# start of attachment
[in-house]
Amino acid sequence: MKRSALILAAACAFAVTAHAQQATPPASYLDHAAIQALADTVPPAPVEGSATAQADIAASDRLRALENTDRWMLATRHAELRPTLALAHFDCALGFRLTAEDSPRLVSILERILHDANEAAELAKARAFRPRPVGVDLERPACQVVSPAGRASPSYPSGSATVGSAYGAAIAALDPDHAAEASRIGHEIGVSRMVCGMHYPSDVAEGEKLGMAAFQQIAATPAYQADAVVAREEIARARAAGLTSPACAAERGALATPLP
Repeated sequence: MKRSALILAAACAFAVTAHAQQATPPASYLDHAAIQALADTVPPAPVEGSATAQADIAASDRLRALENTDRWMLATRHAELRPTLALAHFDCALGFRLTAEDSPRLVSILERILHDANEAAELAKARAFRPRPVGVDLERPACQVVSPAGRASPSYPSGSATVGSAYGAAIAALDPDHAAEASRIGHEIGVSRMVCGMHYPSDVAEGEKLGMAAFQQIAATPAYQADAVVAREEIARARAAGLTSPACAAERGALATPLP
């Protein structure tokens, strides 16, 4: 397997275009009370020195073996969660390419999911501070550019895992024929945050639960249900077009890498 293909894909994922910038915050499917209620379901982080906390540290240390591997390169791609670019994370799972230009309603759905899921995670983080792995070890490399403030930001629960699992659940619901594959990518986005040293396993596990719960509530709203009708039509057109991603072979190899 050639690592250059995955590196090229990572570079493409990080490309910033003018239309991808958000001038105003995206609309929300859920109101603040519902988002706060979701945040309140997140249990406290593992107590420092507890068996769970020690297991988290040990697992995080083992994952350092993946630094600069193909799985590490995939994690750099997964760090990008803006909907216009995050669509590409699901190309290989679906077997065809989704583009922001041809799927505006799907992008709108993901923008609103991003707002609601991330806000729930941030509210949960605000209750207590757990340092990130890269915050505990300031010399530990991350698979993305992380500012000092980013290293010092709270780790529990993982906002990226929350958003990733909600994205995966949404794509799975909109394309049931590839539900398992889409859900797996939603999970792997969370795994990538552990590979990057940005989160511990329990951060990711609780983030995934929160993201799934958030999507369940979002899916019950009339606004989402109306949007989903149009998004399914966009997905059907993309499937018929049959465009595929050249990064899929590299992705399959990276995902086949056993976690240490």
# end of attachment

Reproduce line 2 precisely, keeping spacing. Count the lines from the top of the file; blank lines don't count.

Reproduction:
Amino acid sequence: MKRSALILAAACAFAVTAHAQQATPPASYLDHAAIQALADTVPPAPVEGSATAQADIAASDRLRALENTDRWMLATRHAELRPTLALAHFDCALGFRLTAEDSPRLVSILERILHDANEAAELAKARAFRPRPVGVDLERPACQVVSPAGRASPSYPSGSATVGSAYGAAIAALDPDHAAEASRIGHEIGVSRMVCGMHYPSDVAEGEKLGMAAFQQIAATPAYQADAVVAREEIARARAAGLTSPACAAERGALATPLP